I just finished reading Jodi Picoult’s “Handle With Care.”
It was excellent, as are all of her books, and it really caused me to think. As usual.
I won’t give anything away, so don’t worry.
The main premise of the book is a girl who is born with a rare disorder that makes her life very difficult and very painful. Basically her bones break all the time. Very easily. Even just by bumping a table or wall corner. It’s called osteogenisis imperfecta. You can learn more at http://www.oif.org/site/PageServer .
This girl’s mother and father struggle to pay for their child’s health care and more. Mother has to quit her beloved career because she is constantly running from emergency to emergency, and who will employ someone who is constantly having to leave to run their child to the hospital, or stay in the hospital with them, or drive to another city to get treatments?
Anyway, the book brings up the hot topic of abortion in the cases of disabled children.
We now have many screening tools to help us see if our children are healthy before birth. I feel like these tools are very important. A parent who is going to have a disabled child is greatly helped if they can study up, learn what their children will need, and have therapies, specialists, home health needs, etc, ready when the child is born.
Some parents who find out their children will be severely disabled choose to end the pregnancy.
Now, at this time, this is a highly controversial topic in the US. In other countries I know it isn’t. In other countries they used to euthanize children who were born with severe disabilities that could be seen right away. Perhaps they still do some places. I am sure it happened here at some point in our history too, though I doubt it was widely accepted publicly like it has been in some countries. Now in those countries it is common practice to abort. Truly the people in these cultures feel they are saving their children from a life of hardship and pain. We, in the US, have doctors that are willing to abort for reasons such as down’s syndrome, OI (mentioned above) and other permanent disabilities. We also have a large disabled population that resent the implication that their lives are somehow worth less or not as fulfilling as more “able bodied” people’s. There are several groups trying to change the conversation about disabilities in general – pointing out that a “different” life is not necessarily a “lesser life”. Though in our society, it can be very hard to be disabled or to raise a disabled child. Simply from a “assistance” or “money” stand point it can be draining on parents. Getting money, proper health care, proper therapies, proper rest, etc can be very difficult for parents and they often need to be able to be at home full time.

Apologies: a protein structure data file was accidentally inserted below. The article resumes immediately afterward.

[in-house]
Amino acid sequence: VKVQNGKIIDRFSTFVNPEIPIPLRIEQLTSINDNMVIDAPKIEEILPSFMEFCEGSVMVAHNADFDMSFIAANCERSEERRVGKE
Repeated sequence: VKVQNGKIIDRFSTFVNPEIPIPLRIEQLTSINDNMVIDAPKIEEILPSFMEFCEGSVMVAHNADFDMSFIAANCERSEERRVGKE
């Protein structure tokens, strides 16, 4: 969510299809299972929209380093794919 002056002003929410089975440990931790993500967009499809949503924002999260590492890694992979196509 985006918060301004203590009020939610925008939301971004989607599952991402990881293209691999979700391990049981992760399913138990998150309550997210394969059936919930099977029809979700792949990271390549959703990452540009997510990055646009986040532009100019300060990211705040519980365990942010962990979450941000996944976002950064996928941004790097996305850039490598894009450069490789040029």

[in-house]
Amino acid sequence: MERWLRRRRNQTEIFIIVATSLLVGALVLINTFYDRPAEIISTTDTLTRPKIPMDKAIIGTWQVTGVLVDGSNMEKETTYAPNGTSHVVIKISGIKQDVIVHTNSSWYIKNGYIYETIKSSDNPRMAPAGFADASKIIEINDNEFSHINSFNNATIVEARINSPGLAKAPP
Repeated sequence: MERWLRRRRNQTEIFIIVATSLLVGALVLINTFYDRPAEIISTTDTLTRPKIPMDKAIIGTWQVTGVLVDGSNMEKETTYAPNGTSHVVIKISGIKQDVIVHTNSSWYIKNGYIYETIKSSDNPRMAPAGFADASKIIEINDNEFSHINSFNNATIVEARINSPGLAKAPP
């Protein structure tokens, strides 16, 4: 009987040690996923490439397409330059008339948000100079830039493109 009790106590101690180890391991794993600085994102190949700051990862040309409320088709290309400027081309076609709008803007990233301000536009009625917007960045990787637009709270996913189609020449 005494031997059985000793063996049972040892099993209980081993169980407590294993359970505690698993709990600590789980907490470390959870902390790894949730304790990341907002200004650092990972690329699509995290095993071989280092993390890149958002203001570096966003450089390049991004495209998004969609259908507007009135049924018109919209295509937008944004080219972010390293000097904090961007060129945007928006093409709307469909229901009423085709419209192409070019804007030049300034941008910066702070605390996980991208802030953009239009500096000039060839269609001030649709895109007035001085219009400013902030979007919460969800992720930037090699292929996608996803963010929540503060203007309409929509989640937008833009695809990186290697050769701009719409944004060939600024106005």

In Jodi’s book there is some discussion about who gets to decide what life is “worth” living, what “disabilities” are severe and what aren’t. There is a part where the argument is given that perhaps one day we will have the technology to see what the child would look like, what kind of grades they will get, what they IQ might be, what their personality would be like. At what point do we draw the line in deciding what “kind” of child is a child we “have the resources” to take care of?
I think these questions are worthy of thought on everyone’s part.
As I was reading this book I thought of a lot of things. I have known some pretty severely disabled children in my life. Children who will never live on their own. Children who’s parents will be taking care of them, physically and financially for the rest of their lives. Some day if the parent dies first, someone else will have to take care of their child. These parents struggle to take care of the child, but also love them dearly and say they wouldn’t change their lives if they could. I have known some people with “lesser” types of disabilities, people who can live on their own eventually, even if they need help learning certain things, or with certain activities. Again, though it may be a struggle, parents love them and care for them, help them learn, help them find the tools they need.
What about parents who live in severe poverty? I can imagine that a child that is disabled in this situation has it much harder than a child who’s parents can afford therapies, equipment, and such.
My mother worked in special education her whole life. She truly helped people in her district. She helped the students and the parents, and she knew that no matter what the doctors say, the children can surprise you. She learned never to put a child in a box, to always challenge them and let them become what they are able to become, instead of telling them what they can become.
Here were a few of my thoughts about this whole topic:
What if we really could see into the future and see what our child would be like? Would we change things if we knew ahead of time they could have a serious mental illness like scizoprenia or borderline personality disorder? What if we knew in utero that our child might be very low functioning (also known as mentally retarded)? What if we knew they might commit suicide later? What if we knew they would be a true genius as a child? Some parents think those kids are just as difficult and costly to raise. What if they might have a difficult time in school, or will be bad at sports? What if we knew they could become a Ted Bundy? At what point do we draw the line?
(I am not advocating terminating the pregnancy of a person with any of these disabilities, simply having a theoretical discussion.)